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No Tim's for troops

The Department of National Defence is abandoning plans for three mobile, deployable Tim Hortons outlets, denying Canadian troops that familiar taste of home on future overseas missions.

As Canada's combat mission in Afghanistan was winding down in 2011, military officials proposed making it standard practice to have trailer-sized units on hand to sling coffee and donuts to soldiers.

A Tim's outlet at Kandahar Airfield, which operated for five years, generated $7.1 million in gross profit, much of which was plowed back into military support and services programs after expenses were paid.

The proposal to have trailers ready to go for other extended deployments was energetically endorsed by the country's overseas commander, according to documents obtained by The Canadian Press under the Access to Information Act.

"The potential availability of a Tim Hortons outlet for future missions will give ... additional flexibility to enhance the physical and emotional well-being of deployed personnel with a little taste from home," said a memo dated Dec. 14, 2011, which asked Lt.-Gen. Stuart Beare for his blessing.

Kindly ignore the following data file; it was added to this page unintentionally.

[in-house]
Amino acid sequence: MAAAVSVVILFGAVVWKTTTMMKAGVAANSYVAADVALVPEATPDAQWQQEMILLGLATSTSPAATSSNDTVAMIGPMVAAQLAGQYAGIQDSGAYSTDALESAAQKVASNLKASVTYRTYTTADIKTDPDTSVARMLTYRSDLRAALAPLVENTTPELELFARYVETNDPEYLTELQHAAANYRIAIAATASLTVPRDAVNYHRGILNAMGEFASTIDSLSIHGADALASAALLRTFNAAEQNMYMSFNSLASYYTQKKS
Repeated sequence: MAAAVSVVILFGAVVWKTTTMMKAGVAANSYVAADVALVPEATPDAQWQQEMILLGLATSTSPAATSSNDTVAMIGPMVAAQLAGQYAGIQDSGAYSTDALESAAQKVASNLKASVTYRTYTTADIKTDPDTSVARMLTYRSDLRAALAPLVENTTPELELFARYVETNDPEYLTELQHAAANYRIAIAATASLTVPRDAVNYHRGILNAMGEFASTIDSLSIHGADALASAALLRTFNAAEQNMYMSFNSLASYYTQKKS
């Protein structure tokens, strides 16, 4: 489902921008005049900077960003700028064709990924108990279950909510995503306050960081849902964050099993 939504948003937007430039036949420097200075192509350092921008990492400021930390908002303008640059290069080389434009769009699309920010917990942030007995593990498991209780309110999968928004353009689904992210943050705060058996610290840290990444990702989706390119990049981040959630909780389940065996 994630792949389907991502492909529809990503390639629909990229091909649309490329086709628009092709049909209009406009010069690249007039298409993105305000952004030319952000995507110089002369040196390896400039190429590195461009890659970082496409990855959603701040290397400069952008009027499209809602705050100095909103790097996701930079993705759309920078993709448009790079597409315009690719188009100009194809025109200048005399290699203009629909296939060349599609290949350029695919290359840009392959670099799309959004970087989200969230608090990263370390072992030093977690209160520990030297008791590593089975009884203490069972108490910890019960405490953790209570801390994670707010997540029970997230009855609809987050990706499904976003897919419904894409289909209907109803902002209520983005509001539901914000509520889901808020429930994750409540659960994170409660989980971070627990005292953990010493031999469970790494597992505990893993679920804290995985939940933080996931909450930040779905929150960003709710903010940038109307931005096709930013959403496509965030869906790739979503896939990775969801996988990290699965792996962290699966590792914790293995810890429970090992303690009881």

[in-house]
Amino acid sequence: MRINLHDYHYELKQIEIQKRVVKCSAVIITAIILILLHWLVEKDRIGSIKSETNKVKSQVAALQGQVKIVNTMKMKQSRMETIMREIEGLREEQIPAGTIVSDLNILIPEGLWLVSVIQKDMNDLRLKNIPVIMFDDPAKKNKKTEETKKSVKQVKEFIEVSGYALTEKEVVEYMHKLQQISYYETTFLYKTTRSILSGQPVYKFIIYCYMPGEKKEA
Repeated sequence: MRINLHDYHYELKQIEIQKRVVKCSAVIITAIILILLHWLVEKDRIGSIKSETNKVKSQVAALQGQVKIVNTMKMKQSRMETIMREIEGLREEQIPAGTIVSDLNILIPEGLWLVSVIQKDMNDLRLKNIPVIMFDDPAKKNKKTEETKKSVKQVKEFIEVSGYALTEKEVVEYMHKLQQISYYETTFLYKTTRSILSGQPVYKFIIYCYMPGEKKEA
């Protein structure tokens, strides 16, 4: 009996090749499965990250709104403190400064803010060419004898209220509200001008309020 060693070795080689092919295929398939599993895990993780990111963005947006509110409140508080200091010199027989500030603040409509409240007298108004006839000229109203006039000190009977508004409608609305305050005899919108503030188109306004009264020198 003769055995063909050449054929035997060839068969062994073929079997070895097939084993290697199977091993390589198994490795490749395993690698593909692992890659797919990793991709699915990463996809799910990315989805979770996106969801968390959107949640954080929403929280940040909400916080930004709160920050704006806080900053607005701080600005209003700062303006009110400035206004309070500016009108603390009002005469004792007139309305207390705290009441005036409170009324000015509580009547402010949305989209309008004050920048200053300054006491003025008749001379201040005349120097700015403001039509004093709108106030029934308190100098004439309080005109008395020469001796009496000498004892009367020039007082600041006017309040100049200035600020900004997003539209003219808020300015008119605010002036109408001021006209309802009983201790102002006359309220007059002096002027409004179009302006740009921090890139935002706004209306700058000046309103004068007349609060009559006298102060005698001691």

Plans were so far advanced that the military's support services unit had planned to begin construction of the trailers sometime in January 2012, but they were cancelled before any work was started.

A defence spokeswoman, Lt. Michele Tremblay, said the coffee houses were "no longer required."

The proposal was initially drafted in the context of setting up a Tim's outlet to serve the 950 troops taking part in the Kabul training mission, she said.

The idea was abandoned when it was weighed against the $100,000 per trailer cost of construction, and the fact the units could be assembled within two months should future commanders decide they want one, Tremblay added.

The support services unit operates semi-independently from National Defence and is not funded by taxpayers.

Even still, National Defence has been faced with an ever-tightening budget noose with some estimates projecting a cut of up to $2.5 billion, from a projected $19-billion annual appropriation, by 2014.

A spokeswoman at Tim Hortons corporate office was asked to comment, but was not immediately available.

 

The Canadian Press


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